New vice president for research announced
By Katie Dawson
“The search committee reviewed a large amount of applicants and narrowed it down to a few,” IU spokesman Larry MacIntyre said. “President McRobbie reviewed those and made his decision based on interviews, credentials and experience.”
José received his doctorate, master’s and bachelor’s degrees in physics from the National Autonomous University of Mexico in his native city of Mexico City. Since then, José has worked at Brown University, the University of Chicago, Rutgers University and Northeastern University. José is currently vice president for research at the University at Buffalo, which is the largest campus of the State University of New York.
At Northeastern University, José was chairman of the physics department and founded the Center for the Interdisciplinary Research on Complex Systems. The center worked with researchers from different scientific and engineering areas to enhance interdisciplinary education for both undergraduate and graduate students.
Through his different knowledge and employment, José has gained relevant experience that he can use to advance the research program at IU, said John Talbott, assistant vice president of research administration at IU-Purdue University Indianapolis, who was a member of the search committee.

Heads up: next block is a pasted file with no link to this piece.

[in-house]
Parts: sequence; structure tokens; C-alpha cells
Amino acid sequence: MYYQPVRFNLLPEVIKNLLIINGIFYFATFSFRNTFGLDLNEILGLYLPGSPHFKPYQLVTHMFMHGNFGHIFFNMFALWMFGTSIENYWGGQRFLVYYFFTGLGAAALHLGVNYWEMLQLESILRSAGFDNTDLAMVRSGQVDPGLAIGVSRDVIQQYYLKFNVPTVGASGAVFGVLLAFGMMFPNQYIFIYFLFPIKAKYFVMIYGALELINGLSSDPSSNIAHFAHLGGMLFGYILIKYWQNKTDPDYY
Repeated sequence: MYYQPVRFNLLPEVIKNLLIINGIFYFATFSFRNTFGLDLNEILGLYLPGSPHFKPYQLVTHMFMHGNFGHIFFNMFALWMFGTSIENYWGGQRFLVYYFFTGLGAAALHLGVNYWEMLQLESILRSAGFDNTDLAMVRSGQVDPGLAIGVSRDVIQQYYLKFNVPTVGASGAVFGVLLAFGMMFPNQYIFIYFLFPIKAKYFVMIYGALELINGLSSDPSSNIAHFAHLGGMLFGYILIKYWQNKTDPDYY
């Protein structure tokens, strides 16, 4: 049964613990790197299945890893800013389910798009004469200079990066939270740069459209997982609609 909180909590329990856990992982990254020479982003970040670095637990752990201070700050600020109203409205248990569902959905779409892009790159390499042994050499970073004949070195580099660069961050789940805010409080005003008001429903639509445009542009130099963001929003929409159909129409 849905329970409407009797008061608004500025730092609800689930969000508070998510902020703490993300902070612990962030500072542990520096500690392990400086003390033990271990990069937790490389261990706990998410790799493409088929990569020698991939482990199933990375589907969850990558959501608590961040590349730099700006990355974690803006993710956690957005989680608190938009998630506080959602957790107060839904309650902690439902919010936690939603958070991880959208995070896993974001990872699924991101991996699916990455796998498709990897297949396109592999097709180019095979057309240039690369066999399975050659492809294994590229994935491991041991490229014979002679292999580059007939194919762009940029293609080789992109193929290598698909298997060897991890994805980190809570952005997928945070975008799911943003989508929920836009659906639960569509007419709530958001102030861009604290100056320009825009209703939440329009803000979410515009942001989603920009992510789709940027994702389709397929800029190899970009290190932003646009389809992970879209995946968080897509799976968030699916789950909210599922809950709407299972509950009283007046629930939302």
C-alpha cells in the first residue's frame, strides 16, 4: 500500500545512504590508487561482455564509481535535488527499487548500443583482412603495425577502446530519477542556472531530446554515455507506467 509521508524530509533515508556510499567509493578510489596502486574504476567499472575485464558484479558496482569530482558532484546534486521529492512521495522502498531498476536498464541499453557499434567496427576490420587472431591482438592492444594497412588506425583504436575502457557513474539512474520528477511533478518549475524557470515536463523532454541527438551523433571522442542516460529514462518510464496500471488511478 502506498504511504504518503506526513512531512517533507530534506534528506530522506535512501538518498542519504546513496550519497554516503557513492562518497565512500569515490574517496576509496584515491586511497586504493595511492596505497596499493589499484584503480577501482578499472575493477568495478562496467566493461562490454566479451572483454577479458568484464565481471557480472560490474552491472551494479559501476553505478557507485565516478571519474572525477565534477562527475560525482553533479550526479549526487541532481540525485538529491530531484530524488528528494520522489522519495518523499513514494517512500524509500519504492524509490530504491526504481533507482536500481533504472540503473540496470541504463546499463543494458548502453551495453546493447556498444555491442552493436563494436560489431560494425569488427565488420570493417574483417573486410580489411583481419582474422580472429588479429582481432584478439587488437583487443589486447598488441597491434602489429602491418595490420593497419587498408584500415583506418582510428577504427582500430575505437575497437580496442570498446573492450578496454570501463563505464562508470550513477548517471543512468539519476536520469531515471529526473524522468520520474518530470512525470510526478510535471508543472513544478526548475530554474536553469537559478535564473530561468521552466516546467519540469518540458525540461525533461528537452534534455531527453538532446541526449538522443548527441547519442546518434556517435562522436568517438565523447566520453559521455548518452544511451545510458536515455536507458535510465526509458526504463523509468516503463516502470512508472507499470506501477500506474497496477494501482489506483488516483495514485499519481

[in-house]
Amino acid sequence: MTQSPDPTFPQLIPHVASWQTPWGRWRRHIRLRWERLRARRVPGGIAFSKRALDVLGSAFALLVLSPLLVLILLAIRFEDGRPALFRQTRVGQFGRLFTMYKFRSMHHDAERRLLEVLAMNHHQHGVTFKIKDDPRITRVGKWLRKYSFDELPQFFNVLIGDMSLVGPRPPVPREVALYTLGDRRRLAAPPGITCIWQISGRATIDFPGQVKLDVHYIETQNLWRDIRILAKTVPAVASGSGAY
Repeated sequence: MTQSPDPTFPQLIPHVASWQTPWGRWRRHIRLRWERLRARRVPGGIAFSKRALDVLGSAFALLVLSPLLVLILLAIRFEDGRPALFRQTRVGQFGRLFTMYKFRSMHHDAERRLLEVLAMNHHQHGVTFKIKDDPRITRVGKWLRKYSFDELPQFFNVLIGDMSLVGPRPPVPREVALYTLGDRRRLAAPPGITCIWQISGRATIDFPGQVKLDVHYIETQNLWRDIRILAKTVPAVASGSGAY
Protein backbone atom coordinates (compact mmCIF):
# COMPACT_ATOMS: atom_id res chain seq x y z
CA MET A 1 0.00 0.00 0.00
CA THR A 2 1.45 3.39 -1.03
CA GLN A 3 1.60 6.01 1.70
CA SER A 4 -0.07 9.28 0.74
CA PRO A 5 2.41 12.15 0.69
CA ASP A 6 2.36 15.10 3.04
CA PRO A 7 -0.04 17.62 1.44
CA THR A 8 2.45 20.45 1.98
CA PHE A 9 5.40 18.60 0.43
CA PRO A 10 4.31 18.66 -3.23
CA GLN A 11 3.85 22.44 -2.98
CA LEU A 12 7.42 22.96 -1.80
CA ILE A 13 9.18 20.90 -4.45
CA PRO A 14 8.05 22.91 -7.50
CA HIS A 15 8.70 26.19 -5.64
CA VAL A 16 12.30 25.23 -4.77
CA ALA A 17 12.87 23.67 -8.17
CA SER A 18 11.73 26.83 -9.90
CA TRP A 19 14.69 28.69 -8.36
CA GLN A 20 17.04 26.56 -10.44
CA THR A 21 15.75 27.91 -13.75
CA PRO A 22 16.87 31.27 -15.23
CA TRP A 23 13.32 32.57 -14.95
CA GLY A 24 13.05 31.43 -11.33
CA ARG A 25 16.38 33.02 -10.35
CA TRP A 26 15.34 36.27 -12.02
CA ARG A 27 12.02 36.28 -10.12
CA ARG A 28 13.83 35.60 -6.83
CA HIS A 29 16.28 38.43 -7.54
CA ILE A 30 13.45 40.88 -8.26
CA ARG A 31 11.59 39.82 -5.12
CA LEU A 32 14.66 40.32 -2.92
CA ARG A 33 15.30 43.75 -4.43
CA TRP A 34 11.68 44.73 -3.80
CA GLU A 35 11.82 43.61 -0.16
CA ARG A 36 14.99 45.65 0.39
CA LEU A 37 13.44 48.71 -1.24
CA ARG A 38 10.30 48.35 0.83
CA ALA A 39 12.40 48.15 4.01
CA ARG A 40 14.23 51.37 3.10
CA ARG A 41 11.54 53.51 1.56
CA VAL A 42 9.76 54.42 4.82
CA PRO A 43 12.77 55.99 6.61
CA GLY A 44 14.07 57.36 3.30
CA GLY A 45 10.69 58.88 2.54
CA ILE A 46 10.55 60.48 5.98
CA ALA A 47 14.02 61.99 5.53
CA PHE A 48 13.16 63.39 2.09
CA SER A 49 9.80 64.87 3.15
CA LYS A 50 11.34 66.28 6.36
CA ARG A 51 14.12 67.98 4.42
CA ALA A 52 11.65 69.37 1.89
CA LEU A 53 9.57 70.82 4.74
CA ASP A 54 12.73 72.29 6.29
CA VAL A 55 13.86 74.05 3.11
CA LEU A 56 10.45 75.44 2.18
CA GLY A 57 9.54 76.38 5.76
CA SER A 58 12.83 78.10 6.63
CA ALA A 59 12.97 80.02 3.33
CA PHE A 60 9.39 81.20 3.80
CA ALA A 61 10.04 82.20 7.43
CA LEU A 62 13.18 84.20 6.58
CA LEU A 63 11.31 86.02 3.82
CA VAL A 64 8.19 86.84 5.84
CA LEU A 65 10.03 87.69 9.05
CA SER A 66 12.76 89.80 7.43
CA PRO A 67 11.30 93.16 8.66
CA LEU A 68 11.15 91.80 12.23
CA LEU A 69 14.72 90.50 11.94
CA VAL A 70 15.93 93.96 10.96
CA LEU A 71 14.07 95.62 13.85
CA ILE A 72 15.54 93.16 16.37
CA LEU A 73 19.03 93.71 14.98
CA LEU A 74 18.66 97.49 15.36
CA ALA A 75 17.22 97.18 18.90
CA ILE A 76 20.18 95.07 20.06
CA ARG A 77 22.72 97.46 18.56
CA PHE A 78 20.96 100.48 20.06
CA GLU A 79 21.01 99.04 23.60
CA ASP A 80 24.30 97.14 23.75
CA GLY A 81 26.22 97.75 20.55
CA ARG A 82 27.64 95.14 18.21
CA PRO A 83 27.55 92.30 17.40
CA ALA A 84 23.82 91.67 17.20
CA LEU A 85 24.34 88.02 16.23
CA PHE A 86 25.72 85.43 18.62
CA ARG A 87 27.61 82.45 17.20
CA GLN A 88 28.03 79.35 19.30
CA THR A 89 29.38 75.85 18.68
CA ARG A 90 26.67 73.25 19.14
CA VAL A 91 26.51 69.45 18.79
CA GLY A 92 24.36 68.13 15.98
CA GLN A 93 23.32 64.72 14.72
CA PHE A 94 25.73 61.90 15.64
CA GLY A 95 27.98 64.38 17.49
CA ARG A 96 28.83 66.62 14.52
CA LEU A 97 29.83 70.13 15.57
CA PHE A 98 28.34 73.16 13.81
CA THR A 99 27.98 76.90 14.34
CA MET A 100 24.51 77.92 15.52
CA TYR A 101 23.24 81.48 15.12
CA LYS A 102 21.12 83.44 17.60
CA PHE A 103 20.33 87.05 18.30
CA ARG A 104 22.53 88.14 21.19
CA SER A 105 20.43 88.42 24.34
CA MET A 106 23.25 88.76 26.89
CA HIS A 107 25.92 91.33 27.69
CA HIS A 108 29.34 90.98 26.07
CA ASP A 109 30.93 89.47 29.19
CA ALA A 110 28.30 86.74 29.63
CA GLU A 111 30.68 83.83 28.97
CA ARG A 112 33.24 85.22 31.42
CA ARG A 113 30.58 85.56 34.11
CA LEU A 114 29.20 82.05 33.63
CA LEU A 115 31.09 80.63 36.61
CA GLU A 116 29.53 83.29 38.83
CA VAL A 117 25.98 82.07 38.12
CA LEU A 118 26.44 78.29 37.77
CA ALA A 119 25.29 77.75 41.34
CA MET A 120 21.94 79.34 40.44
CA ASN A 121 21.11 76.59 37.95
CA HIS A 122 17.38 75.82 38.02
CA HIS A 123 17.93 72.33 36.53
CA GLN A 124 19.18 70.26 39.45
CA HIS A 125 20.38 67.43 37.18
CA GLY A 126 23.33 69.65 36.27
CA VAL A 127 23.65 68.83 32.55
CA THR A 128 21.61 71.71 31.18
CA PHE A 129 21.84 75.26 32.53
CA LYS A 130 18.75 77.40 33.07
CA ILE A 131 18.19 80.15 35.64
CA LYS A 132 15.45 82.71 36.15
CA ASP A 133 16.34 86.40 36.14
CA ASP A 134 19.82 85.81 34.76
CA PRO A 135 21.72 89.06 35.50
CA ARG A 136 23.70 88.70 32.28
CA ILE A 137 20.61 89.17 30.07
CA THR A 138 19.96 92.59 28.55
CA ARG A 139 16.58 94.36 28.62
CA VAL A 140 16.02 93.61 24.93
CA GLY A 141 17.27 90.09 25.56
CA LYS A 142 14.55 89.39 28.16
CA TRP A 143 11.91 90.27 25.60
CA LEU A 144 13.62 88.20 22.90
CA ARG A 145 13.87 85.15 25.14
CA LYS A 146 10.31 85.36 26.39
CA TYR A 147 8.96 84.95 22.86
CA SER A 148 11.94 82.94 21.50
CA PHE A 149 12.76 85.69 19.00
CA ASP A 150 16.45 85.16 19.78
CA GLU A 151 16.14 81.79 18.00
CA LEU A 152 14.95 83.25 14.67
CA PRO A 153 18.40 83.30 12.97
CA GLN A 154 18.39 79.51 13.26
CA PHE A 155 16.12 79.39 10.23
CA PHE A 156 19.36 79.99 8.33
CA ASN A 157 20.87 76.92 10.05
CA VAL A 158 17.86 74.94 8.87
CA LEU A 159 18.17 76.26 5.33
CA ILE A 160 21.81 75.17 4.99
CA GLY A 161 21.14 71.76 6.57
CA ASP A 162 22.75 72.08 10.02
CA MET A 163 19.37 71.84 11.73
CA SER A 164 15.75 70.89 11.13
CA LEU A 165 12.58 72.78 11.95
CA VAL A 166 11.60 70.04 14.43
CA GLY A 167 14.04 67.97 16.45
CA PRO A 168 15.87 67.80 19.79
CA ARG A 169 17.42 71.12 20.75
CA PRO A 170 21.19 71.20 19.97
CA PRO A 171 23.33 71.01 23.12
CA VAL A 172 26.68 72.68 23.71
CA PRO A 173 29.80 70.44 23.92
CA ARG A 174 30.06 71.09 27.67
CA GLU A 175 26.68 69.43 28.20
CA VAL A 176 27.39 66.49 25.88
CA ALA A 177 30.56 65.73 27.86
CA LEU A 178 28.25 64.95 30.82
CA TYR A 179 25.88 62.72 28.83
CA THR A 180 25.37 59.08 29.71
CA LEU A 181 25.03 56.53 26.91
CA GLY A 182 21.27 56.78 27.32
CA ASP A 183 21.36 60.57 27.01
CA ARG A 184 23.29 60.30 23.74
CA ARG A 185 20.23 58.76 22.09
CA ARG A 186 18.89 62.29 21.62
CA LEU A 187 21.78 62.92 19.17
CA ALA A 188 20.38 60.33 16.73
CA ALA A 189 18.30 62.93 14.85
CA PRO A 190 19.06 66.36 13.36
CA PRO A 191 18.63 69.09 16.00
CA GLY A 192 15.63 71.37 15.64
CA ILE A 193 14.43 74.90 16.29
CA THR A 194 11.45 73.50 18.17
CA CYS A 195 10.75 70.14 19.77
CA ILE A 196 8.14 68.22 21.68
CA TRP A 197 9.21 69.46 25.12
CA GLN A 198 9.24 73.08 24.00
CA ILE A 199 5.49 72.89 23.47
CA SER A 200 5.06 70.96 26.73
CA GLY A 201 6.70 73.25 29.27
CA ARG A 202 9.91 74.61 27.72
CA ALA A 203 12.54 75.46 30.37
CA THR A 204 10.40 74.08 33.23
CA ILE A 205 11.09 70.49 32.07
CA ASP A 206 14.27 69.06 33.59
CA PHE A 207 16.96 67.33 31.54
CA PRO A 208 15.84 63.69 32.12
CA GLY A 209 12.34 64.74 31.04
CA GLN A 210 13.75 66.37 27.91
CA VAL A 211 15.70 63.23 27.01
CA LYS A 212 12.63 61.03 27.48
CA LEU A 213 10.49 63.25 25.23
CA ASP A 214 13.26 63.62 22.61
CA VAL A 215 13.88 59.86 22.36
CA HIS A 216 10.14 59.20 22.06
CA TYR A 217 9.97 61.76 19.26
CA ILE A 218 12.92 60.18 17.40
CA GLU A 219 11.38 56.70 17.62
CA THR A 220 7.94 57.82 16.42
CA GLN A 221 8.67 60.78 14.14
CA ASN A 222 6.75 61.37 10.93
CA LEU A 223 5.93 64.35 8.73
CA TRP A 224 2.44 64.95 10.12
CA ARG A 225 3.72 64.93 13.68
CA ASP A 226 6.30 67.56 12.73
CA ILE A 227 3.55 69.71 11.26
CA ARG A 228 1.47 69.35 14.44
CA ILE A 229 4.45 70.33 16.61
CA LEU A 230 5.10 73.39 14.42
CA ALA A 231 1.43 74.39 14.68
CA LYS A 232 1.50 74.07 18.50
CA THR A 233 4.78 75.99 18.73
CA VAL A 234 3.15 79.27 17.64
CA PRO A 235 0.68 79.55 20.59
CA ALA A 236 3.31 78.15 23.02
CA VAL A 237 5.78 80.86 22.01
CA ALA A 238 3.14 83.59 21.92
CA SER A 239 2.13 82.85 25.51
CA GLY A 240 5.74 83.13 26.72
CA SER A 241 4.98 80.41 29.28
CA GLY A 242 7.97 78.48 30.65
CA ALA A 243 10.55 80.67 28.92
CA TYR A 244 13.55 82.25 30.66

As the vice president for research, José would be responsible for advancing, organizing and encouraging research. José would also report to McRobbie and would be a member of the President’s Cabinet.
“He’ll be able to help our research faculty come up with proposals that will have a better chance of being funded,” MacIntyre said. “He will know how to package grant applications, and he will be of a lot of assistance to our faculty in submitting stronger grant applications.”
Faith Hawkins, who upon José’s appointment would be the new vice president’s chief of staff, said José will help the University advance among top research universities.
“The biggest thing will be that he will help us more effectively collaborate across disciplines, schools and campuses,” Hawkins said. “That kind of leverage will boost us into the next level of top research universities. To really move into the top tiers a university has to be thinking big and have all the parts of the university working better and having José here will help us accomplish that.”
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